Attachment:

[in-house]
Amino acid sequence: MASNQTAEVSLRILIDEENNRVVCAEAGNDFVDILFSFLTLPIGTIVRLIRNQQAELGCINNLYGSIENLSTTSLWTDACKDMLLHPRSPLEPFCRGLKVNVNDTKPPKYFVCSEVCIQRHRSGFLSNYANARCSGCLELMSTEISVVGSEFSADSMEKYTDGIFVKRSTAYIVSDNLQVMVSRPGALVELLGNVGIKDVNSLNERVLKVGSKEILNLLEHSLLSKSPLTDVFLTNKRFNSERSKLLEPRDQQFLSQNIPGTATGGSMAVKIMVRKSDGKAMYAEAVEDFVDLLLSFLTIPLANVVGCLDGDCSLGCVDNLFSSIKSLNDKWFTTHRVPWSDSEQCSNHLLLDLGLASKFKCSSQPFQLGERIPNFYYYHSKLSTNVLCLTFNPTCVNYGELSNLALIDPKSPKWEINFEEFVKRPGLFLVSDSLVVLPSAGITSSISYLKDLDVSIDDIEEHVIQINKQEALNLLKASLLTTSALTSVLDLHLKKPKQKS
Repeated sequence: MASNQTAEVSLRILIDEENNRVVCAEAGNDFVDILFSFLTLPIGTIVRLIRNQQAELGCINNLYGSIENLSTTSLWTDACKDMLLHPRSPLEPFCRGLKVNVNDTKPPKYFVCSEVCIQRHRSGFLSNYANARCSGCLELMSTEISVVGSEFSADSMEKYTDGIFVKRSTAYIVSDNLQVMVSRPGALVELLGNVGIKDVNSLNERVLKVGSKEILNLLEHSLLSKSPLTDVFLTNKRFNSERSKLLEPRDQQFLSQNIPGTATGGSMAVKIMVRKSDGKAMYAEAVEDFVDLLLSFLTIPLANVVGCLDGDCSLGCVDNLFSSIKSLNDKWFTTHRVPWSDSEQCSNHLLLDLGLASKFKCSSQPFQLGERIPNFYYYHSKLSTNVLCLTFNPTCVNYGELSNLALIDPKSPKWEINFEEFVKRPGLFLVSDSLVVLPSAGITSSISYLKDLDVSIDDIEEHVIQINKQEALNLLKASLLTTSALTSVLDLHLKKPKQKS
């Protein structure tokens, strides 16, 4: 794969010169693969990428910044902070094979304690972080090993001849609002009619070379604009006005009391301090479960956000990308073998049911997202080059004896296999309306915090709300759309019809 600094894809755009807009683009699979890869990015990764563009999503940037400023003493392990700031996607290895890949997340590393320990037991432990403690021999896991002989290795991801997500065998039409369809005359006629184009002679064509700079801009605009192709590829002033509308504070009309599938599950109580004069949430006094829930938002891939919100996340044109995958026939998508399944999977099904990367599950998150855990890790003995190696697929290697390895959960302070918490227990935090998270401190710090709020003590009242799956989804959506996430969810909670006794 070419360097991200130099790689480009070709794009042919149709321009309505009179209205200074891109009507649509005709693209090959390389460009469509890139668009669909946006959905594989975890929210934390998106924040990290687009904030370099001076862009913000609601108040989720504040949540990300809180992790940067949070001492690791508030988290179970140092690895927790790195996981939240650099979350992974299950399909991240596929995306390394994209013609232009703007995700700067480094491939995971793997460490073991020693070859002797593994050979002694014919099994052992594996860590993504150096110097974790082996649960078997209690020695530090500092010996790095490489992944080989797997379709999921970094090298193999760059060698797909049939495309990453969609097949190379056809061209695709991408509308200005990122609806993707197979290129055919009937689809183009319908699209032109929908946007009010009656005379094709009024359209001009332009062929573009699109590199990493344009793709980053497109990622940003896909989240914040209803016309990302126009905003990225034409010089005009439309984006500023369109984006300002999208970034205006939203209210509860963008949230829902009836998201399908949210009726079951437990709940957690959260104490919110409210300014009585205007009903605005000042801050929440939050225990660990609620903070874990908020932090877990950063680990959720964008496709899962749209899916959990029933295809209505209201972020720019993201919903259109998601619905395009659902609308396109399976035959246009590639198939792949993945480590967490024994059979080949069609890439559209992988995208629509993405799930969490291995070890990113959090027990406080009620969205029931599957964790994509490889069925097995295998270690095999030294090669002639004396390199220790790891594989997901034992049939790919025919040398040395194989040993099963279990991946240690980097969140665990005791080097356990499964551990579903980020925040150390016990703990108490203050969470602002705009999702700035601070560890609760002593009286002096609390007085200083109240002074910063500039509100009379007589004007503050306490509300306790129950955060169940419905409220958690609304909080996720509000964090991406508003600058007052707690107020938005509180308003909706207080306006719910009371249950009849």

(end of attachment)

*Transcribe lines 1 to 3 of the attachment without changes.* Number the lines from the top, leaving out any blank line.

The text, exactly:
[in-house]
Amino acid sequence: MASNQTAEVSLRILIDEENNRVVCAEAGNDFVDILFSFLTLPIGTIVRLIRNQQAELGCINNLYGSIENLSTTSLWTDACKDMLLHPRSPLEPFCRGLKVNVNDTKPPKYFVCSEVCIQRHRSGFLSNYANARCSGCLELMSTEISVVGSEFSADSMEKYTDGIFVKRSTAYIVSDNLQVMVSRPGALVELLGNVGIKDVNSLNERVLKVGSKEILNLLEHSLLSKSPLTDVFLTNKRFNSERSKLLEPRDQQFLSQNIPGTATGGSMAVKIMVRKSDGKAMYAEAVEDFVDLLLSFLTIPLANVVGCLDGDCSLGCVDNLFSSIKSLNDKWFTTHRVPWSDSEQCSNHLLLDLGLASKFKCSSQPFQLGERIPNFYYYHSKLSTNVLCLTFNPTCVNYGELSNLALIDPKSPKWEINFEEFVKRPGLFLVSDSLVVLPSAGITSSISYLKDLDVSIDDIEEHVIQINKQEALNLLKASLLTTSALTSVLDLHLKKPKQKS
Repeated sequence: MASNQTAEVSLRILIDEENNRVVCAEAGNDFVDILFSFLTLPIGTIVRLIRNQQAELGCINNLYGSIENLSTTSLWTDACKDMLLHPRSPLEPFCRGLKVNVNDTKPPKYFVCSEVCIQRHRSGFLSNYANARCSGCLELMSTEISVVGSEFSADSMEKYTDGIFVKRSTAYIVSDNLQVMVSRPGALVELLGNVGIKDVNSLNERVLKVGSKEILNLLEHSLLSKSPLTDVFLTNKRFNSERSKLLEPRDQQFLSQNIPGTATGGSMAVKIMVRKSDGKAMYAEAVEDFVDLLLSFLTIPLANVVGCLDGDCSLGCVDNLFSSIKSLNDKWFTTHRVPWSDSEQCSNHLLLDLGLASKFKCSSQPFQLGERIPNFYYYHSKLSTNVLCLTFNPTCVNYGELSNLALIDPKSPKWEINFEEFVKRPGLFLVSDSLVVLPSAGITSSISYLKDLDVSIDDIEEHVIQINKQEALNLLKASLLTTSALTSVLDLHLKKPKQKS